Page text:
The distilled water may have had less oxygen in it after having been boiled, condense and packaged. It is possible for distilled water to dissolve more oxygen, but unless you shook the bottle up while it was half empty to get a lot of air into it, this may not have been the case. I wonder if this has something to do with the larger bubbles for the distilled water...


For the tasting have you considered doing it blind?
Separate the bottles into three piles, and have someone number them and keep a note of which number refers to which water type, and not tell you. Then they can swap the bottles groups around so you have no idea which is which. Take some tasting notes over time for each number, and get a different friend to help, and then later ask the person who took note of what number is what water source so that you can see which notes related to which water type.
This is the only way to prevent preconceived notions of what water types will make to the finished taste, even if you think you don't have any, they are there, because our minds are amazingly good at patterns like that.
 
OP
nasmeyer

nasmeyer

Well-Known Member
Joined
Dec 12, 2008
Messages
253
Reaction score
4
Location
Michigan
Update coming this weekend after three weeks in the bottles.
 
OP
nasmeyer

nasmeyer

Well-Known Member
Joined
Dec 12, 2008
Messages
253
Reaction score
4
Location
Michigan
To annswer a couple of questions about my experiment. I did not areate much since I used dry yeast, I did shake the fermenters 15 seconds or so prior to pitching the re-hydrated 05 yeast. Yes I did do a blind taste test with the actual bottle number hidden under my pint glasses and my swimbo pouring the beer. The OGs were 1.060 and all three finished right at 1.012. The spring water I used was Ice Mountain Natural Spring water from either Evart or Rodney Mi. springs. My tap water is from the City of Detroit water system, and filtered with a dual cartridge kitchen filter.



I am sure this test is far from perfect and would probably yield different results for different beers and brewing styles. I started with a NB Zoomin pale ale (didnt think of doing a water trst until after I ordered my kit) and increase the gravity as well as the bitterness like I often do since I am a IPA fan. Brewing a proven recipe would probably have been a better idea, and a simple pale ale might also have been a good idea, but I should still end up with a result that should help me with my taste buds and favorite style. I am sure as the bottles condition longer my results may change a bit too.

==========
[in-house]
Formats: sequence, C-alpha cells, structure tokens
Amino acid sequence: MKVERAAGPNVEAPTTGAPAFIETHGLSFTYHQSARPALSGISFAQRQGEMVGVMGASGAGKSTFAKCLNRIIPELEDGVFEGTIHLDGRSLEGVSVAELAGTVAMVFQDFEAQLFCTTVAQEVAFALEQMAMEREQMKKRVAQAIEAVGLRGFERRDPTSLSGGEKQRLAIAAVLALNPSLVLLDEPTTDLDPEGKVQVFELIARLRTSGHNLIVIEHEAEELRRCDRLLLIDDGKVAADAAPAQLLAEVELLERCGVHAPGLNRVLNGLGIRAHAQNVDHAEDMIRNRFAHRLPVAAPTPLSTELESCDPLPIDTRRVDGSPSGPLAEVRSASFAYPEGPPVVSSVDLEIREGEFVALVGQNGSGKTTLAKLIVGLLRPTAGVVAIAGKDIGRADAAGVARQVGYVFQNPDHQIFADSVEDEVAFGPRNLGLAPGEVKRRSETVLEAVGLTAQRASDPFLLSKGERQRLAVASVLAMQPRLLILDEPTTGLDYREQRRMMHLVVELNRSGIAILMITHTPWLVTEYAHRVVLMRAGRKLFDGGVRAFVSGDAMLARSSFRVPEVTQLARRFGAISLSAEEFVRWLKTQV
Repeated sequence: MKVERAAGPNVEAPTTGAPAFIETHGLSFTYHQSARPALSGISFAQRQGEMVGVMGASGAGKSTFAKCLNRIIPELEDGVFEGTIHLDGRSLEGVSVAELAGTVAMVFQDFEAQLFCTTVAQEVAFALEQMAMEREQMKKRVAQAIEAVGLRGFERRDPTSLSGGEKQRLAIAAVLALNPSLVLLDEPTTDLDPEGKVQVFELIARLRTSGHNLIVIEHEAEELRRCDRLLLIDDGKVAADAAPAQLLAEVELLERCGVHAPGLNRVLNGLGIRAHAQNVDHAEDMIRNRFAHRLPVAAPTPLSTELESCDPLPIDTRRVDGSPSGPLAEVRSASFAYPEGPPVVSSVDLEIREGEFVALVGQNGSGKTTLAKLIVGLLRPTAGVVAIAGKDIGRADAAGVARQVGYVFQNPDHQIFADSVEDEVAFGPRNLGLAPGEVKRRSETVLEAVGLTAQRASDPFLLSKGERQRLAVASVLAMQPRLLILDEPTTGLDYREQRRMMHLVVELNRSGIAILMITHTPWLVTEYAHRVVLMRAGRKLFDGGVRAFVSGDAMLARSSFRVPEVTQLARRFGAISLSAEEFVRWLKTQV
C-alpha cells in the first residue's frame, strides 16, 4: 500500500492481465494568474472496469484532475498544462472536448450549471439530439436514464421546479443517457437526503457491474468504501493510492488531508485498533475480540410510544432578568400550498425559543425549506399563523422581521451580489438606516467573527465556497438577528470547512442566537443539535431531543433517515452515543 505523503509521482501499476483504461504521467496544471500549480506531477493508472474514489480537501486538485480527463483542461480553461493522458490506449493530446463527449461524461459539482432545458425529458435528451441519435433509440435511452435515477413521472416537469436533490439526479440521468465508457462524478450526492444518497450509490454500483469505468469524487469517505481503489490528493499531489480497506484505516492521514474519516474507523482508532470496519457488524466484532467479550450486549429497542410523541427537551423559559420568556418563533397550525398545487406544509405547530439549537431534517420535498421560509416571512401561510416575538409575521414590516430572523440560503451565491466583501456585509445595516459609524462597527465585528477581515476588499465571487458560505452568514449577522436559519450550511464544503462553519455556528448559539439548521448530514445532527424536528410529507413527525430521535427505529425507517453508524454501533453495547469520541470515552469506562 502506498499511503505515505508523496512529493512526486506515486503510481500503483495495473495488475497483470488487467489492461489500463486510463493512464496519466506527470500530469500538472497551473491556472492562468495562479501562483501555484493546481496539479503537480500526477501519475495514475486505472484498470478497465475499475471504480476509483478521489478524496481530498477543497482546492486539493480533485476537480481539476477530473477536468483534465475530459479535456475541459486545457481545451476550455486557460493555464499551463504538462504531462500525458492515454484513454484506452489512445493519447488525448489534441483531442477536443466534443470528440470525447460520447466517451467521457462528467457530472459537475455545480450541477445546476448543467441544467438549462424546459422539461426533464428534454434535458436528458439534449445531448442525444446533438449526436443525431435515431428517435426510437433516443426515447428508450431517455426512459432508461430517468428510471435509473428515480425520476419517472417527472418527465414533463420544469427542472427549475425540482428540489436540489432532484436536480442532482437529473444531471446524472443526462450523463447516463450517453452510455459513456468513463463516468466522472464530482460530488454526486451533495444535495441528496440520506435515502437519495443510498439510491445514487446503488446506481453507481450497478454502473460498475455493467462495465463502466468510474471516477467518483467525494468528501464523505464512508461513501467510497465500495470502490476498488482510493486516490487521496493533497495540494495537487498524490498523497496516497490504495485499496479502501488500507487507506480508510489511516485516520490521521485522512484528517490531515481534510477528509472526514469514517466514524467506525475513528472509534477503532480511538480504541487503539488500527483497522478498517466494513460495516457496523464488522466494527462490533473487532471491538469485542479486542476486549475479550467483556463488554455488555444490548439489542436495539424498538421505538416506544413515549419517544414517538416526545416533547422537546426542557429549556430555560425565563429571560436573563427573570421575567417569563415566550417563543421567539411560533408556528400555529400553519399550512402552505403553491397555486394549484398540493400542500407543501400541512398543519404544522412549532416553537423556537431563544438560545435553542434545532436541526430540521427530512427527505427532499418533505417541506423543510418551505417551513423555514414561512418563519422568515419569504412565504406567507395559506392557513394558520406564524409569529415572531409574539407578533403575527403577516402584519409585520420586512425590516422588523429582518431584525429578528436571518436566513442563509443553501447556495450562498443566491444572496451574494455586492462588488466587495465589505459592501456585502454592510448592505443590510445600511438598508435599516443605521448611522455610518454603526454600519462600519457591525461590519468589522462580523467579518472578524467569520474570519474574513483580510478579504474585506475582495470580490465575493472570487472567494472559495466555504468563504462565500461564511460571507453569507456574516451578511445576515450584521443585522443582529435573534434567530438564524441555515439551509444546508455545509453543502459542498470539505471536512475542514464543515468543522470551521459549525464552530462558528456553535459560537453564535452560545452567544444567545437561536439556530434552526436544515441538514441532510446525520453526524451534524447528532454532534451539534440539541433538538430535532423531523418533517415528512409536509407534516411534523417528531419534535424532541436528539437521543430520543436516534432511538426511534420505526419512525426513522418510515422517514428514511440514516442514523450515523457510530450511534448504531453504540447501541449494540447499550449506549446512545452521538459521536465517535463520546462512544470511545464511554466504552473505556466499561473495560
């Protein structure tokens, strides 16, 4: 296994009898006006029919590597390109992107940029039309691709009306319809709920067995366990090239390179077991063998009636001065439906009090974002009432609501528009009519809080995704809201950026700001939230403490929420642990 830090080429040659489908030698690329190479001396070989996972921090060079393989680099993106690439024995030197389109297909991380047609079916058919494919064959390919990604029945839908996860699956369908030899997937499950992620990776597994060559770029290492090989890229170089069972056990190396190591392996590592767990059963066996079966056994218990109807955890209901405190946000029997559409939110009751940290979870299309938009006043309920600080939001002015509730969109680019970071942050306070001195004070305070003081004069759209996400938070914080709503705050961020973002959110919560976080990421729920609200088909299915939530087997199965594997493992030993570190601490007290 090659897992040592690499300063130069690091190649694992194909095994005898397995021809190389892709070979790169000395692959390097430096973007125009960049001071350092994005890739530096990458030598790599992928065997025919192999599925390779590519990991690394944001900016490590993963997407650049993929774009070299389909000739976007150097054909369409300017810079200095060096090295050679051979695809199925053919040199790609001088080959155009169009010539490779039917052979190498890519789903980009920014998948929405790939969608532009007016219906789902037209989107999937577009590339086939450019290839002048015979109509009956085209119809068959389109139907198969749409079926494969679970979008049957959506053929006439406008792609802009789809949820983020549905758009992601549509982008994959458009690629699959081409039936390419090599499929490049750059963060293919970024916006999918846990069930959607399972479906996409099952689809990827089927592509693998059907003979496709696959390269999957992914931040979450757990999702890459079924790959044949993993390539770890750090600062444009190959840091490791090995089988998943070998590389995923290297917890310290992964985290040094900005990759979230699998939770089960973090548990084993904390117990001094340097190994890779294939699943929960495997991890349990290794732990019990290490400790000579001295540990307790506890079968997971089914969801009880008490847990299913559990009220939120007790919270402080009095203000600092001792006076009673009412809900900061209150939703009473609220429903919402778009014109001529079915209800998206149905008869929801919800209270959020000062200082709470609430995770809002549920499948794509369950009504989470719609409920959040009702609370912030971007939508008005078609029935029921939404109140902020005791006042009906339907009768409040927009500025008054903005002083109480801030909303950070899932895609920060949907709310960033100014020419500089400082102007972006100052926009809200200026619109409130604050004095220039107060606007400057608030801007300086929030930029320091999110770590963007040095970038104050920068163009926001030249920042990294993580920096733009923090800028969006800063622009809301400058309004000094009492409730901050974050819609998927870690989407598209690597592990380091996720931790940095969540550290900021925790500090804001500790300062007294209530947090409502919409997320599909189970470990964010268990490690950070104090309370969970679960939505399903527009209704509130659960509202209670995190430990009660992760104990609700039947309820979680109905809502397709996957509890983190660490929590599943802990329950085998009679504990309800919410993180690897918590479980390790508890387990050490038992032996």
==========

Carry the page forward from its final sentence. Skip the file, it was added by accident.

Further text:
Observations. Even though the tap and spring water variations fermented quicker and more vigorously, all three finished right at 1.012.

The earlier color differences didnt result in final color differences, they are all the same.

The differences in bubble size I noticed during fermentation didnt seem to carry over to carbonation bubble size either.


Results. The distilled version seemed to be slightly more carbonated than the others, but could be more of a result of yeast/priming sugar than water used. The tap water version seemed to have a more harsh bitter taste than the other two which also lingered a few minutes after. The spring water version tasted alright but still a little harsh, while the distilled water version was the smoothest of the three. All of these tastes/results are likely based on water chemistry, and might give different results on a less bitter style of beer, and other brewers would likely have different opinions based on their tastes. Non of the three were terrible, but based on 3 weeks of conditioning I like the distilled water version best. I will re-post updates if anything changes in future bottles.

The only thing I might have proven is using distilled water for an extract IPA wont introduce added ppm's of any mineral that might affect water chemistry and or flavor, and the mineral content of the DME/LME will be of lesser amount when USING distilled water. This might possibly eliminate some harshness due to a more complexed heavier mineral content from the added spring and tap waters.
 

Captain Damage

Well-Known Member
Joined
Apr 22, 2008
Messages
1,230
Reaction score
85
Location
Lowell, Massachusetts
Great experiment! I've parroted the recommendation for using distilled/RO water for extract beers on the idea that the maltster chose a specific water profile for the original mash, and you'd be best off just going with that. But it's really cool to see actual data.

PS: You might want to contact the guy(s) at the Basic Brewing Radio Podcast about this. This is the kind of thing they like to hear about.
 

Lcoron4

Member
Joined
Jan 1, 2014
Messages
23
Reaction score
1
Location
Aurora
So moving on forward, based on this experiment, which you're of water will you use for your next batches? What do you recommend?
 
OP
nasmeyer

nasmeyer

Well-Known Member
Joined
Dec 12, 2008
Messages
253
Reaction score
4
Location
Michigan
For my own purpose I will probably use distilled. This may not be right for other brewers, but for me I can eliminate one area of concern. The extract already has a water profile from the maufacturer so spending a few bucks more to have nutral water is ok by me.
 
Top